During my days working with the Office of Chief Counsel, I was fortunate to be involved in tax shelter litigation. In one of those meetings in Washington, D.C. a former deputy chief counsel uttered the phrase “not all LILO’s are bad”. Reason - LILO’s are factually intense. Surprise! A LILO case was decided through a motion for summary judgment – BB&T Corporation v. United States, 2007 TNT 4-19 (M.D. N.C. 2007).

BB&T, a financial service company, participated in a LILO transaction ("Transaction") with Sodra Cell AB ("Sodra"), a Swedish company, a world-wide manufacturer of wood pulp. The Transaction at issue involved the lease and sublease of the pulp manufacturing equipment (the "Equipment") at one of Sodra's pulp-manufacturing facilities.

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Family Limited Partnerships - Appeals settlement Guidelines

The IRS recently issued its Appeals Settlement Guidelines for Family Limited Partnerships and Family Limited Liability Companies. The guidelines issued cover four separate topics:

(i) whether the fair market value of transfers of family limited partnership or corporation interests, by death or gift, is properly discounted from the pro rata value of the underlying assets;
(ii) whether the fair market value at date of death of Code section 2036 or 2038 transfers should be included in the gross estate;
(iii) whether there is an indirect gift of the underlying assets, rather than the family limited partnership interests, where the transfers of assets to the family limited partnership (funding) occurred either before, at the same time, or after the gifts of the limited partnership interest were made to family members;
(iv) whether an accuracy-related penalty under section 6662 is applicable to any portion of the deficiency.

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Year in Review - Tax shelters and the economic substance doctrine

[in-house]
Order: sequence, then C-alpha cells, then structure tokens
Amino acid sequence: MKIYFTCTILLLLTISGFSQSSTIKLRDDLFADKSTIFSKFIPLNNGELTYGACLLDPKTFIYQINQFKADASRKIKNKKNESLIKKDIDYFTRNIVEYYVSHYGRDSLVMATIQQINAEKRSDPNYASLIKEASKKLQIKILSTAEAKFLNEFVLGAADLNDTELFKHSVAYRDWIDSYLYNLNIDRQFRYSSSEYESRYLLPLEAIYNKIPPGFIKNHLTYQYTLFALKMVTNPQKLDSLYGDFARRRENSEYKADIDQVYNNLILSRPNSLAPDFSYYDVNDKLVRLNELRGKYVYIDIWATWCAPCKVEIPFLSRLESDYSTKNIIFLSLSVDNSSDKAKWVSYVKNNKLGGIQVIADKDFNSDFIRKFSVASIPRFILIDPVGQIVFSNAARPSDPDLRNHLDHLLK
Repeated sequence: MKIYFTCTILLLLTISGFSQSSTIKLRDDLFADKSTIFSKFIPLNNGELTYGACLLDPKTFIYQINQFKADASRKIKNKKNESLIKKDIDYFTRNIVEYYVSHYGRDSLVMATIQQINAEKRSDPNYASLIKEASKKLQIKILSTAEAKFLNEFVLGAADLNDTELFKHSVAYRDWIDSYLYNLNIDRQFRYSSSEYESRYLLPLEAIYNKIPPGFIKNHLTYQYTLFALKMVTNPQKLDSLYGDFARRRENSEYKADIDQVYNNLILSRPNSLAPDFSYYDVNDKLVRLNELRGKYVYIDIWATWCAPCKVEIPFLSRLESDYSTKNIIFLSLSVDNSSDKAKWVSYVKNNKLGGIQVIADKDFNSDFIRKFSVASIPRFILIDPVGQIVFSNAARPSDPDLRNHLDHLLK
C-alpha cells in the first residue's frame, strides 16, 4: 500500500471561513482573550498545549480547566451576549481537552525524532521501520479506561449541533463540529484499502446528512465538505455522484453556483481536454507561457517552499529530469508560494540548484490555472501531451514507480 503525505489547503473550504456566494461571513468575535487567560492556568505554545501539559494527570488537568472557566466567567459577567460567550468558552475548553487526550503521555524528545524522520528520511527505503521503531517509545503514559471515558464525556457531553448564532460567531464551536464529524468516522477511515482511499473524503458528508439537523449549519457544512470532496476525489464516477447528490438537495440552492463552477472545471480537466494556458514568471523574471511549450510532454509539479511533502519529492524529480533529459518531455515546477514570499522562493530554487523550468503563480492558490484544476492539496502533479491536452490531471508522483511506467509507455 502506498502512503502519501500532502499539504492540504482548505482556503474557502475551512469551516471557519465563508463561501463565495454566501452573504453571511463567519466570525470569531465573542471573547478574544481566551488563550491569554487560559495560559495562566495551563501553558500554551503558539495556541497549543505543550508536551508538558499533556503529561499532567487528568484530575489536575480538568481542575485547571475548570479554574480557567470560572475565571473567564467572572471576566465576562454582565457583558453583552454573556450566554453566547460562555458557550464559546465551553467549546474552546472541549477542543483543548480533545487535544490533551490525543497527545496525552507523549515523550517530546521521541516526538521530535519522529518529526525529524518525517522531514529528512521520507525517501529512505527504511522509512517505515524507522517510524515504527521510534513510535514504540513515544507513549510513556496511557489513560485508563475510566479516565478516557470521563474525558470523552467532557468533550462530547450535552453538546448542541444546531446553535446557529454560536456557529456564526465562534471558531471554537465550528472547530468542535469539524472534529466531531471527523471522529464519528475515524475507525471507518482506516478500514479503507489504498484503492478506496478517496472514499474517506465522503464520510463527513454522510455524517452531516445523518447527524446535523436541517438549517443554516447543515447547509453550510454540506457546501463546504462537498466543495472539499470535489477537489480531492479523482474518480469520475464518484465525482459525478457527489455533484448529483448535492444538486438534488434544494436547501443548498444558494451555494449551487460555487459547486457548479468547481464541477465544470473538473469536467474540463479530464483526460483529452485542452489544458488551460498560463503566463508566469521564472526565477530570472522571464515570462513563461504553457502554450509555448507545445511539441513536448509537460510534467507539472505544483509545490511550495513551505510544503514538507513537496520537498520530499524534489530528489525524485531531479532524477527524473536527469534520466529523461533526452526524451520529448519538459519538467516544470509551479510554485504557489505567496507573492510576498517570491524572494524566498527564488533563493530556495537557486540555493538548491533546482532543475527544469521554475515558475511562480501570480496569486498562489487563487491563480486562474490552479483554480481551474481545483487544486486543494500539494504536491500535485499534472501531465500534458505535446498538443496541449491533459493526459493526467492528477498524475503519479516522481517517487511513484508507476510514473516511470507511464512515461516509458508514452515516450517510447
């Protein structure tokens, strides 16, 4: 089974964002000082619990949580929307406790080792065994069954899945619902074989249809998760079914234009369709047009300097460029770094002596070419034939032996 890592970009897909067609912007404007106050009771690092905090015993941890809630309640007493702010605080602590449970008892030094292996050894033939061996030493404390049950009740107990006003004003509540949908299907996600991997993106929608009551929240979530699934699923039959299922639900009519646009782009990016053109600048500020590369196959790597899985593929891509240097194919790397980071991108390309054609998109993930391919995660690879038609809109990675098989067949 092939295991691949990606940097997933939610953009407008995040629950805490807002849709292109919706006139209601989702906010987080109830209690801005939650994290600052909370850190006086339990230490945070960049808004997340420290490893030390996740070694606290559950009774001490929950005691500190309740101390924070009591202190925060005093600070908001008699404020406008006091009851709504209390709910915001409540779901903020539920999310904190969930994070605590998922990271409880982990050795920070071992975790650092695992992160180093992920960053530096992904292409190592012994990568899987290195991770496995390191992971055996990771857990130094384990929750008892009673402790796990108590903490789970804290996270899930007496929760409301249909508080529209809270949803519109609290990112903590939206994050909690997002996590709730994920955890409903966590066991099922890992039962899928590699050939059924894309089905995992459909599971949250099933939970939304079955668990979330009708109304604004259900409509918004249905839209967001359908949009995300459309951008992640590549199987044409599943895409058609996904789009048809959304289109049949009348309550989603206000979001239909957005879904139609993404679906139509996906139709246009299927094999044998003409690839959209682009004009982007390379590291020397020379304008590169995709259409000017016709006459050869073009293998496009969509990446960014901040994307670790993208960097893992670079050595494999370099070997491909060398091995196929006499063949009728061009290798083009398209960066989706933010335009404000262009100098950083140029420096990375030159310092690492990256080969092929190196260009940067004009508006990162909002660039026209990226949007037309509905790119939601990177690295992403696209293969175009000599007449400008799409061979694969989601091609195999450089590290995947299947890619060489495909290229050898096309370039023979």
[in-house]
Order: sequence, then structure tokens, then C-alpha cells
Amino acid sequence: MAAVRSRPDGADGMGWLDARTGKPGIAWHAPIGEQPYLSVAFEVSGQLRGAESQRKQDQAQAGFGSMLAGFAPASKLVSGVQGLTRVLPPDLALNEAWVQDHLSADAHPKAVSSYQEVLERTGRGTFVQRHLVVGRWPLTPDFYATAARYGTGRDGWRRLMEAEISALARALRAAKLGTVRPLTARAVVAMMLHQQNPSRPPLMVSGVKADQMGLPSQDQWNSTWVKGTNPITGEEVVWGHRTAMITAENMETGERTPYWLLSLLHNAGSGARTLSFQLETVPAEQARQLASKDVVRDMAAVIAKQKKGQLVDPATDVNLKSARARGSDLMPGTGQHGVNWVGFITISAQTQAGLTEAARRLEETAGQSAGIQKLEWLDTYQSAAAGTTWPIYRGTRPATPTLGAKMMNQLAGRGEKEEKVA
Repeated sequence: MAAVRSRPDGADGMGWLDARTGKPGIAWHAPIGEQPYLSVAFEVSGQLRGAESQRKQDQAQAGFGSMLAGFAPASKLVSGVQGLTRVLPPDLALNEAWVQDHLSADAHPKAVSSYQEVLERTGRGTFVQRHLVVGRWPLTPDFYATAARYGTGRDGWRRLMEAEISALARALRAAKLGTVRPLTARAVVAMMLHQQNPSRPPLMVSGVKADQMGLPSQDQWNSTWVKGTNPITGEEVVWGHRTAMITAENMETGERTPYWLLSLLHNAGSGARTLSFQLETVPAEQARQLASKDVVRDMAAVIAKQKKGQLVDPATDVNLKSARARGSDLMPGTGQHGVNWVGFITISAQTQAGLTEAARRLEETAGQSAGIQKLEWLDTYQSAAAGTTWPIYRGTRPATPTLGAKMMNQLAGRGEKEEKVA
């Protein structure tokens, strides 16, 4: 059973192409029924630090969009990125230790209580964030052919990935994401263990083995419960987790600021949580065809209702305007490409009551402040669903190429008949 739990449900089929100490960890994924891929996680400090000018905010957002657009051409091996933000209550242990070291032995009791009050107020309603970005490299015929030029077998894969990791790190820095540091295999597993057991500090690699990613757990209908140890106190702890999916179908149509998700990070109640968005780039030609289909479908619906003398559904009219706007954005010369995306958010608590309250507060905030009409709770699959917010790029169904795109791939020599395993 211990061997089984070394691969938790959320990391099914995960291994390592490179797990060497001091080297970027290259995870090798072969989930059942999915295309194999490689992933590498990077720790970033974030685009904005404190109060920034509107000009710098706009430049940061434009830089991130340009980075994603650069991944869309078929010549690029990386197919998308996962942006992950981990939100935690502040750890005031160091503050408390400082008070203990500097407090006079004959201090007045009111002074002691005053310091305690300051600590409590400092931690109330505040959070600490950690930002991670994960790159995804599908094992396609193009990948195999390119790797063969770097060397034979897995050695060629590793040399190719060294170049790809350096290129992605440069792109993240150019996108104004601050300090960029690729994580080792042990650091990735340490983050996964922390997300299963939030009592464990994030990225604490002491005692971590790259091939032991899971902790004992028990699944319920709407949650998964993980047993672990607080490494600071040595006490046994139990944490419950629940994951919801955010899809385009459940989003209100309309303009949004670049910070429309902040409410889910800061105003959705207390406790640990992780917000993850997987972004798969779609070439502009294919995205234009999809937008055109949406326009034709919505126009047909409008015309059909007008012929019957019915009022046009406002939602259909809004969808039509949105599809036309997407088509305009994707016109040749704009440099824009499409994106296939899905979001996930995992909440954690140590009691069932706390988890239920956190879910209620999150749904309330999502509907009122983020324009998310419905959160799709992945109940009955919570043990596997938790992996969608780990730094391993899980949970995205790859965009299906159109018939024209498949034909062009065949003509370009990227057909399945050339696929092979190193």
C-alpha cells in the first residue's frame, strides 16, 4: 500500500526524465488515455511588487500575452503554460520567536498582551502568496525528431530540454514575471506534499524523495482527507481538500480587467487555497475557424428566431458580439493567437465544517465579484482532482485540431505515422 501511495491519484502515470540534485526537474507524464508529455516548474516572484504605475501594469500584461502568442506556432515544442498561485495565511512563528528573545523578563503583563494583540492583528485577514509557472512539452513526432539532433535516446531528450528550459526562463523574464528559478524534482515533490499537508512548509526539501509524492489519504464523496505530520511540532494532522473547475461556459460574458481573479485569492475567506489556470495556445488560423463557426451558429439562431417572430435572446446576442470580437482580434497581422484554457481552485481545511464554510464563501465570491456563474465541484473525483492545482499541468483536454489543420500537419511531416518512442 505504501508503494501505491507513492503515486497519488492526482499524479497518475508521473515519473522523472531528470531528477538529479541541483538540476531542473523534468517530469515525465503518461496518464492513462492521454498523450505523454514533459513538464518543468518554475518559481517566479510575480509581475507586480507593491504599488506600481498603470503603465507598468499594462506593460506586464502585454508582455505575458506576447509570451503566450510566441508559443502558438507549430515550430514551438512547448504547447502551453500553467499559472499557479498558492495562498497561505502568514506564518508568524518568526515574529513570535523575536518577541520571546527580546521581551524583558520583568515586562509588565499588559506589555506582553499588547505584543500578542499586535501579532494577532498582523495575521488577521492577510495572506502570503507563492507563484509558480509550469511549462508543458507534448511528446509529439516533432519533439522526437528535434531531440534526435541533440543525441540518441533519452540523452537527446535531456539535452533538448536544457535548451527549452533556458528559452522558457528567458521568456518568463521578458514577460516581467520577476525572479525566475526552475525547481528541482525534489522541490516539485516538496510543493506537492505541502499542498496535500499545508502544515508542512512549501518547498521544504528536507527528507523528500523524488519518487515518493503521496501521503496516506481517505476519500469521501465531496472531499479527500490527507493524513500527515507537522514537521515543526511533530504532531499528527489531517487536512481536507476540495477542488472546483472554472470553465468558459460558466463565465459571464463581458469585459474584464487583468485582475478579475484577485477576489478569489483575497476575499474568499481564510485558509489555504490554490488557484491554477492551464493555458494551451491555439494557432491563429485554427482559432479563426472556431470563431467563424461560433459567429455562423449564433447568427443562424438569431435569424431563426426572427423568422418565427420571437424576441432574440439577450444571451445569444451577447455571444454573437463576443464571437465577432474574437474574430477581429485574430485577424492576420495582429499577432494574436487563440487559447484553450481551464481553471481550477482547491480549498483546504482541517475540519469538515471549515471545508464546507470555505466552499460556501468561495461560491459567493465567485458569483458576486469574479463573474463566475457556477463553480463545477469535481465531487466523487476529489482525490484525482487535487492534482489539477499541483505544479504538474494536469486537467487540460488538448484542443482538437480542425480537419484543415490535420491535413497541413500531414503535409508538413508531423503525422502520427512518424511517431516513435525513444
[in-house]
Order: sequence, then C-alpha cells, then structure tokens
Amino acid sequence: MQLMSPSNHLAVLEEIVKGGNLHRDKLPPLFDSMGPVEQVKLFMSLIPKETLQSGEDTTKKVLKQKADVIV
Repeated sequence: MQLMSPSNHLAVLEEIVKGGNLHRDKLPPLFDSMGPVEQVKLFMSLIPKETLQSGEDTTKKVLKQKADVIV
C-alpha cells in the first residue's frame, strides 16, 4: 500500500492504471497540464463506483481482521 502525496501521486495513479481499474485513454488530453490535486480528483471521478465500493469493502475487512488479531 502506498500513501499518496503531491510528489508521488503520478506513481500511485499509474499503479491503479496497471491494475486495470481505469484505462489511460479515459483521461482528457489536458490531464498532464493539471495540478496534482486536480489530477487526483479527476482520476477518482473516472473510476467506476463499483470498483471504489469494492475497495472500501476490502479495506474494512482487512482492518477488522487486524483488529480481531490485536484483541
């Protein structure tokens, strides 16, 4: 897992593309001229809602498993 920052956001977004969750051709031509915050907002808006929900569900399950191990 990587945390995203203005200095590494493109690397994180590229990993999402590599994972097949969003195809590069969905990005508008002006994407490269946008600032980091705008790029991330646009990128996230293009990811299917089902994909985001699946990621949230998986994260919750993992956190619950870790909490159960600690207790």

The Court of Appeals overturned various lower court opinions and the Federal Circuit created yet another legal standard as to the economic substance. In Black & Decker Corp. v. United States, 436 F.3d 431 (4th Cir. 2006), which involved a transfer of stock in exchange, in part, for contingent liabilities, the Fourth Circuit remanded the case back to the lower court for consideration of the economic doctrine test under Rice's Toyota World, Inc. v. Commissioner, 752 F.2d 89, 91 (4th Cir. 1985). In TIFD III-E, Inc. v. United States, 459 F.3d 220 (2d Cir. 2006), overturned the lower court decision based on “the totality-of-the-circumstances”. The 2d circuit cited as authority Commissioner v. Culbertson, 337 U.S. 733, 742 (1949), which is an assignment of income case. But by far the most important case was Coltec Industries, Inc. v. United States, 454 F.3d 1340 (Fed. Cir. 2006). In Coltec Industries, the Federal Circuit Court created a new standard for economic substance.

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Welcome to the Federal Tax Litigation Blog

Welcome to the Federal Tax Litigation Blog. Here you will find commentary on and links to important issues affecting and arising in Federal Tax Litigation. We expect that content will change on a regular basis so you are encouraged to check back often. To view previous posts, you can click on any of the "Topics" listed on the right hand side of the page. Should you have any questions about how to use the Blog or if you have suggestions for improving it, please let us know.